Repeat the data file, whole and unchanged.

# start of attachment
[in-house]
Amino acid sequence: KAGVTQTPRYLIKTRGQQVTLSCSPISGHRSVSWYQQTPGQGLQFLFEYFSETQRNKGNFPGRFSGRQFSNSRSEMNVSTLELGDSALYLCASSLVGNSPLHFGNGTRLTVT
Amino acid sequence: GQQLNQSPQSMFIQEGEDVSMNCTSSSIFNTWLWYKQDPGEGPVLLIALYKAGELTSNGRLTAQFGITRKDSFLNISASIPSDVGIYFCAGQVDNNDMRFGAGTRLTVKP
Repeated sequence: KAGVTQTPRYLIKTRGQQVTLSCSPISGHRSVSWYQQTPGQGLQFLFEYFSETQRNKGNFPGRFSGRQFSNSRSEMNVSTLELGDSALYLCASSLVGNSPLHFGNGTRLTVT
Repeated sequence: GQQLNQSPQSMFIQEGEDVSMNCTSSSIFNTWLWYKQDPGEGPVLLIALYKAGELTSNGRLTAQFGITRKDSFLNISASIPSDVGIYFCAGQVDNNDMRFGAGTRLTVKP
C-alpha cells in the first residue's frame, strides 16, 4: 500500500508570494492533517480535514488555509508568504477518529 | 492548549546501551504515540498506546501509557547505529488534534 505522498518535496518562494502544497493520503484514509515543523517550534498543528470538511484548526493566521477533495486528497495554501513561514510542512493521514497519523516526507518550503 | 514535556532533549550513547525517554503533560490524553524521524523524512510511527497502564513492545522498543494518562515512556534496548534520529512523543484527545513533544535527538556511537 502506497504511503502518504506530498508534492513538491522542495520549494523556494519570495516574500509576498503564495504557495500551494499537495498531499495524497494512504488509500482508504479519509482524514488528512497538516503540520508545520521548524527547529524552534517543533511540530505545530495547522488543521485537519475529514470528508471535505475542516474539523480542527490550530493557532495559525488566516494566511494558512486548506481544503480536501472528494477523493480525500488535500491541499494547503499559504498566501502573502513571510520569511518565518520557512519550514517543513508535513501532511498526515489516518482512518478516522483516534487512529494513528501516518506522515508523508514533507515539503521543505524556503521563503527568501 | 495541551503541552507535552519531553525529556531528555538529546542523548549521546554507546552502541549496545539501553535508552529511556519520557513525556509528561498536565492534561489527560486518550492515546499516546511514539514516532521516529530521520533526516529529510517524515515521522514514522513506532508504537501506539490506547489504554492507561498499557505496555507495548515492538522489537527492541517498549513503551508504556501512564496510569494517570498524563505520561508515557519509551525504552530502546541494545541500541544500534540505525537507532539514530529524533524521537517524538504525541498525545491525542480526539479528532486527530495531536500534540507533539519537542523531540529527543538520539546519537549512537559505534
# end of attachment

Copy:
[in-house]
Amino acid sequence: KAGVTQTPRYLIKTRGQQVTLSCSPISGHRSVSWYQQTPGQGLQFLFEYFSETQRNKGNFPGRFSGRQFSNSRSEMNVSTLELGDSALYLCASSLVGNSPLHFGNGTRLTVT
Amino acid sequence: GQQLNQSPQSMFIQEGEDVSMNCTSSSIFNTWLWYKQDPGEGPVLLIALYKAGELTSNGRLTAQFGITRKDSFLNISASIPSDVGIYFCAGQVDNNDMRFGAGTRLTVKP
Repeated sequence: KAGVTQTPRYLIKTRGQQVTLSCSPISGHRSVSWYQQTPGQGLQFLFEYFSETQRNKGNFPGRFSGRQFSNSRSEMNVSTLELGDSALYLCASSLVGNSPLHFGNGTRLTVT
Repeated sequence: GQQLNQSPQSMFIQEGEDVSMNCTSSSIFNTWLWYKQDPGEGPVLLIALYKAGELTSNGRLTAQFGITRKDSFLNISASIPSDVGIYFCAGQVDNNDMRFGAGTRLTVKP
C-alpha cells in the first residue's frame, strides 16, 4: 500500500508570494492533517480535514488555509508568504477518529 | 492548549546501551504515540498506546501509557547505529488534534 505522498518535496518562494502544497493520503484514509515543523517550534498543528470538511484548526493566521477533495486528497495554501513561514510542512493521514497519523516526507518550503 | 514535556532533549550513547525517554503533560490524553524521524523524512510511527497502564513492545522498543494518562515512556534496548534520529512523543484527545513533544535527538556511537 502506497504511503502518504506530498508534492513538491522542495520549494523556494519570495516574500509576498503564495504557495500551494499537495498531499495524497494512504488509500482508504479519509482524514488528512497538516503540520508545520521548524527547529524552534517543533511540530505545530495547522488543521485537519475529514470528508471535505475542516474539523480542527490550530493557532495559525488566516494566511494558512486548506481544503480536501472528494477523493480525500488535500491541499494547503499559504498566501502573502513571510520569511518565518520557512519550514517543513508535513501532511498526515489516518482512518478516522483516534487512529494513528501516518506522515508523508514533507515539503521543505524556503521563503527568501 | 495541551503541552507535552519531553525529556531528555538529546542523548549521546554507546552502541549496545539501553535508552529511556519520557513525556509528561498536565492534561489527560486518550492515546499516546511514539514516532521516529530521520533526516529529510517524515515521522514514522513506532508504537501506539490506547489504554492507561498499557505496555507495548515492538522489537527492541517498549513503551508504556501512564496510569494517570498524563505520561508515557519509551525504552530502546541494545541500541544500534540505525537507532539514530529524533524521537517524538504525541498525545491525542480526539479528532486527530495531536500534540507533539519537542523531540529527543538520539546519537549512537559505534